Majority of U.S. consumers concerned about GMOs, but most doesn’t know what it means
NPD report shows twice as many consumers are concerned about GMOS than in 2002.
More than half of U.S. consumers expressed some level of concern about genetically modified organisms (GMOs). But, when asked to describe GMOs, many consumers were unable to specifically define them. That’s according to a recently released food market report from The NPD Group, a leading global information company.
When The NPD Group asked consumers to tell, in their own words, what the term GMO means, the answers were diverse. Common words used to describe GMOs from consumers were “genetically altered,” “not natural,” while many consumers simply said they “don’t know.”
However, nearly half (44 percent) of consumers say GMOs have some kind of benefit, yet at the same time, a higher percentage has some level of concern.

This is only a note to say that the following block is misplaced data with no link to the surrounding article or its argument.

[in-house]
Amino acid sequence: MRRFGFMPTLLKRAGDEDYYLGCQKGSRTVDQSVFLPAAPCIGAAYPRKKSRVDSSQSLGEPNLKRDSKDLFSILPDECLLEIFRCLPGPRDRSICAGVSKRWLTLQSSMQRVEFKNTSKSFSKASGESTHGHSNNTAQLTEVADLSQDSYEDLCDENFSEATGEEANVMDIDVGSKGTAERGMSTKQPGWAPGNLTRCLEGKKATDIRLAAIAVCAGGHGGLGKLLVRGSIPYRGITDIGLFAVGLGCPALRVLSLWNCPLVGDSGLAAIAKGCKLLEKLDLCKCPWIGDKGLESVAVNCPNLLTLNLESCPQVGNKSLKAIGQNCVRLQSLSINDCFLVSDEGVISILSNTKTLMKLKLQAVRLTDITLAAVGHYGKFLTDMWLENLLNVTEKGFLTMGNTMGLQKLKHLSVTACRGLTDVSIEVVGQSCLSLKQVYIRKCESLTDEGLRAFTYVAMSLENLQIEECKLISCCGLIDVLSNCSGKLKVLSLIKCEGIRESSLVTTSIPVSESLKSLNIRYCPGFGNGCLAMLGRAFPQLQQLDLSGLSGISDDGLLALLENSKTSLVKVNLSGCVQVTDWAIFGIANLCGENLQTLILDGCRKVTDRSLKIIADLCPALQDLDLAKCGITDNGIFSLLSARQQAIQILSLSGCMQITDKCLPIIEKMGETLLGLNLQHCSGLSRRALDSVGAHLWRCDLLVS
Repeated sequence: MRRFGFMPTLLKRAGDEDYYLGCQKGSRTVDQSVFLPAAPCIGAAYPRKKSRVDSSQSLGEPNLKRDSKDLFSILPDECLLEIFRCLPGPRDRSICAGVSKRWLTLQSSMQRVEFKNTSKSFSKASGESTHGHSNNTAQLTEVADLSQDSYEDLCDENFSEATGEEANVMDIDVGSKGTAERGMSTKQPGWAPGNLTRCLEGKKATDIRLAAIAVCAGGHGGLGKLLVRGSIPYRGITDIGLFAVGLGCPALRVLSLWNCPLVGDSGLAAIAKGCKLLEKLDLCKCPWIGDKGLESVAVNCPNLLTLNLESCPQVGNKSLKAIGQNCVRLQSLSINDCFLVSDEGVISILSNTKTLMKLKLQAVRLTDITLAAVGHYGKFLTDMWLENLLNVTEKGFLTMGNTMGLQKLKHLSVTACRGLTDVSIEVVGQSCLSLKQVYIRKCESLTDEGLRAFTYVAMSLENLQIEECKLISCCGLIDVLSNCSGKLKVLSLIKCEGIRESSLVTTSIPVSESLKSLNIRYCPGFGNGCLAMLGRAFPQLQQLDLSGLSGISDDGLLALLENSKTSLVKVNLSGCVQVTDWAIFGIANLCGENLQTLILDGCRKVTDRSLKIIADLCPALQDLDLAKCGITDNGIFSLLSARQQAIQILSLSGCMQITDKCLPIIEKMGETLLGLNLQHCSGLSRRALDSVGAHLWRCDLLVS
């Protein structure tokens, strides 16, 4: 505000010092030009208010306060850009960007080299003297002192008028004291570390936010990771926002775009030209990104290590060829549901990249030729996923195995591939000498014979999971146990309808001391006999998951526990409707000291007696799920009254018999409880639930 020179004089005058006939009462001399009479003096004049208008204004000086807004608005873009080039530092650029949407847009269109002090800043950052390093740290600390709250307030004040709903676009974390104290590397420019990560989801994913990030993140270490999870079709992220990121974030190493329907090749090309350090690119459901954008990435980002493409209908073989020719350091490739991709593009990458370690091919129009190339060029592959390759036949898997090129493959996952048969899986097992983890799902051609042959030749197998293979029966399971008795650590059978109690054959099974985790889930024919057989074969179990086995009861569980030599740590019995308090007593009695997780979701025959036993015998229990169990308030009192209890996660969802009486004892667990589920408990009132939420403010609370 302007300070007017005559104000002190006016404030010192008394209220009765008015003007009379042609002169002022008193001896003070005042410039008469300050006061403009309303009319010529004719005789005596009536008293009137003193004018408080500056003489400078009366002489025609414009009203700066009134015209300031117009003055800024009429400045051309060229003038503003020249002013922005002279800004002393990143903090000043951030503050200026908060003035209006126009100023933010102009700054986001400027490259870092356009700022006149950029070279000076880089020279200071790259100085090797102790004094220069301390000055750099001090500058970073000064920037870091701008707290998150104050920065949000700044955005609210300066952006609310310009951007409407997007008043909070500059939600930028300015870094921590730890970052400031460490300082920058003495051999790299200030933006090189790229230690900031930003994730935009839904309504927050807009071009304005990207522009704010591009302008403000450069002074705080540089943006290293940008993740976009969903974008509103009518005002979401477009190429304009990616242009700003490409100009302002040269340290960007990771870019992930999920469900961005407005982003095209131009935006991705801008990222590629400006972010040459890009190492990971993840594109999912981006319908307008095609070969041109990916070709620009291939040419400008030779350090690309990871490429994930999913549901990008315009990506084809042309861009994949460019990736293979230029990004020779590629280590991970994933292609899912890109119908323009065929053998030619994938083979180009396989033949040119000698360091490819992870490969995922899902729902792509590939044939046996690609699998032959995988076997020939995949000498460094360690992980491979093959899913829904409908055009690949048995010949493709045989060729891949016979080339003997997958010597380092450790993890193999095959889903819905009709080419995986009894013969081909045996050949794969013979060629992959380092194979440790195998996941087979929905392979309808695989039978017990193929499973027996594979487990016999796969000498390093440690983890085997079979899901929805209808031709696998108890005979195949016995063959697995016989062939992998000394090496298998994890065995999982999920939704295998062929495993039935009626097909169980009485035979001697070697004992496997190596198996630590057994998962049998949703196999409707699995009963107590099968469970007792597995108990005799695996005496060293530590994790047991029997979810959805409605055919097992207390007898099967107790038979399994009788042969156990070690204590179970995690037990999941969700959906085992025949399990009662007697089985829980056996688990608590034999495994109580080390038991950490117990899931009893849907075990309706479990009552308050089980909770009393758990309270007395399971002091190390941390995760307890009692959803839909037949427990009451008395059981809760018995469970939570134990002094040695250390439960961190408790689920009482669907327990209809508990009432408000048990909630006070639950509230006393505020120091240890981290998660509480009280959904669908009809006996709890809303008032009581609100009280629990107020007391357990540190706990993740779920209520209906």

Genetic modification is defined by the US Department of Agriculture (USDA) as “the production of heritable improvements in plants or animals for specific uses, via either genetic engineering or other more traditional methods.”
The NPD Group points out that GMOs are likely more relevant to consumers right now because of media coverage and various states’ legislative efforts to label genetically modified foods.
This increased awareness could also be a factor in increased levels of concerns about GMOs.
In 2002, 43 percent of consumers expressed any level of concern about genetically modified foods and in 2014, 57 percent of U.S. adults had some level of concern, according to NPD’s Food Safety Monitor, which continually tracks consumer awareness and concern about food safety issues and eating intentions.
As far as levels of concern, less than 10 percent of adults were “very” or “extremely” concerned about GMOs in 2002, but now that concern level is at 20 percent of adults, and has steadily increased.